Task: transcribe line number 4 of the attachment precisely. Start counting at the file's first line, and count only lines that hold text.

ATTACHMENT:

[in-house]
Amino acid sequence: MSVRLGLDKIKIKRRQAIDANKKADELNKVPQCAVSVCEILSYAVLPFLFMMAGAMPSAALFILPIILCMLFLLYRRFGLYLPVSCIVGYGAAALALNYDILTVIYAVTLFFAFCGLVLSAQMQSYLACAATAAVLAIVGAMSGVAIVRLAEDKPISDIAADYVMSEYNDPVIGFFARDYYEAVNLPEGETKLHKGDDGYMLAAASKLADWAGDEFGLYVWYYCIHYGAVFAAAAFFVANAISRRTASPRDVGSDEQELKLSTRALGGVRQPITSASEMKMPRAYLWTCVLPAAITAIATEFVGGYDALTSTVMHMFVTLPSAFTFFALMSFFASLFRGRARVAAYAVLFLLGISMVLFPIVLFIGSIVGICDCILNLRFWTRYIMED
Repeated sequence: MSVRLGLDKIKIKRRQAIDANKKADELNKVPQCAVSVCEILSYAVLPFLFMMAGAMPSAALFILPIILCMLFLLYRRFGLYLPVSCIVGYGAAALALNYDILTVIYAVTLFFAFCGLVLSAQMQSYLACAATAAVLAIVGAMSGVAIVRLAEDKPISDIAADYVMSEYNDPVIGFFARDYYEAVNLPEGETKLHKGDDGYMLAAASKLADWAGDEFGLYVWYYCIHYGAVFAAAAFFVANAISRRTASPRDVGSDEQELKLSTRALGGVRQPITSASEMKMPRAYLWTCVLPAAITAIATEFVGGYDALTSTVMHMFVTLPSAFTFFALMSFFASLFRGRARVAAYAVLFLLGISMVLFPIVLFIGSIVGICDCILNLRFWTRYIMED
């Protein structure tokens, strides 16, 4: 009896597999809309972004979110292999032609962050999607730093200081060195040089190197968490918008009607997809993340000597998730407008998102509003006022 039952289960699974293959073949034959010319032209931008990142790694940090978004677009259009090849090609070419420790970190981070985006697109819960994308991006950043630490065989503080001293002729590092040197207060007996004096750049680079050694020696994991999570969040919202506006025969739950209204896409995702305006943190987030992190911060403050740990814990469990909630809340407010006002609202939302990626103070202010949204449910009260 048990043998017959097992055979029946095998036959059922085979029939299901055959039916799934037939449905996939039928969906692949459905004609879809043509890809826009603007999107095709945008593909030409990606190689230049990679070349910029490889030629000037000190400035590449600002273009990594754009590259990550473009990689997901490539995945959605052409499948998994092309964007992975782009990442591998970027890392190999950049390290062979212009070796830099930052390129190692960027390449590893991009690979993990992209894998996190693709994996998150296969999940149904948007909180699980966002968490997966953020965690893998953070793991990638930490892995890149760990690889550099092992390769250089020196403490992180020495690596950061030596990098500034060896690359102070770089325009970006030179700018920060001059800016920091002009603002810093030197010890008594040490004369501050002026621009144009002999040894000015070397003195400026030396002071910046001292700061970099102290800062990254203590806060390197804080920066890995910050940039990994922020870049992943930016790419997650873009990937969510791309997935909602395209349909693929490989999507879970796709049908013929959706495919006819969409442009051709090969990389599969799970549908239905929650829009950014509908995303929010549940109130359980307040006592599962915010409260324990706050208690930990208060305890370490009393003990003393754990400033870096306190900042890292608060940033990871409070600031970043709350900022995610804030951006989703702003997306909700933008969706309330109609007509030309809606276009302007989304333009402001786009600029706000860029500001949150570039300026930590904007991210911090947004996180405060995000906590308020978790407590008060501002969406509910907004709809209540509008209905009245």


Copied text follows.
């Protein structure tokens, strides 16, 4: 009896597999809309972004979110292999032609962050999607730093200081060195040089190197968490918008009607997809993340000597998730407008998102509003006022 039952289960699974293959073949034959010319032209931008990142790694940090978004677009259009090849090609070419420790970190981070985006697109819960994308991006950043630490065989503080001293002729590092040197207060007996004096750049680079050694020696994991999570969040919202506006025969739950209204896409995702305006943190987030992190911060403050740990814990469990909630809340407010006002609202939302990626103070202010949204449910009260 048990043998017959097992055979029946095998036959059922085979029939299901055959039916799934037939449905996939039928969906692949459905004609879809043509890809826009603007999107095709945008593909030409990606190689230049990679070349910029490889030629000037000190400035590449600002273009990594754009590259990550473009990689997901490539995945959605052409499948998994092309964007992975782009990442591998970027890392190999950049390290062979212009070796830099930052390129190692960027390449590893991009690979993990992209894998996190693709994996998150296969999940149904948007909180699980966002968490997966953020965690893998953070793991990638930490892995890149760990690889550099092992390769250089020196403490992180020495690596950061030596990098500034060896690359102070770089325009970006030179700018920060001059800016920091002009603002810093030197010890008594040490004369501050002026621009144009002999040894000015070397003195400026030396002071910046001292700061970099102290800062990254203590806060390197804080920066890995910050940039990994922020870049992943930016790419997650873009990937969510791309997935909602395209349909693929490989999507879970796709049908013929959706495919006819969409442009051709090969990389599969799970549908239905929650829009950014509908995303929010549940109130359980307040006592599962915010409260324990706050208690930990208060305890370490009393003990003393754990400033870096306190900042890292608060940033990871409070600031970043709350900022995610804030951006989703702003997306909700933008969706309330109609007509030309809606276009302007989304333009402001786009600029706000860029500001949150570039300026930590904007991210911090947004996180405060995000906590308020978790407590008060501002969406509910907004709809209540509008209905009245």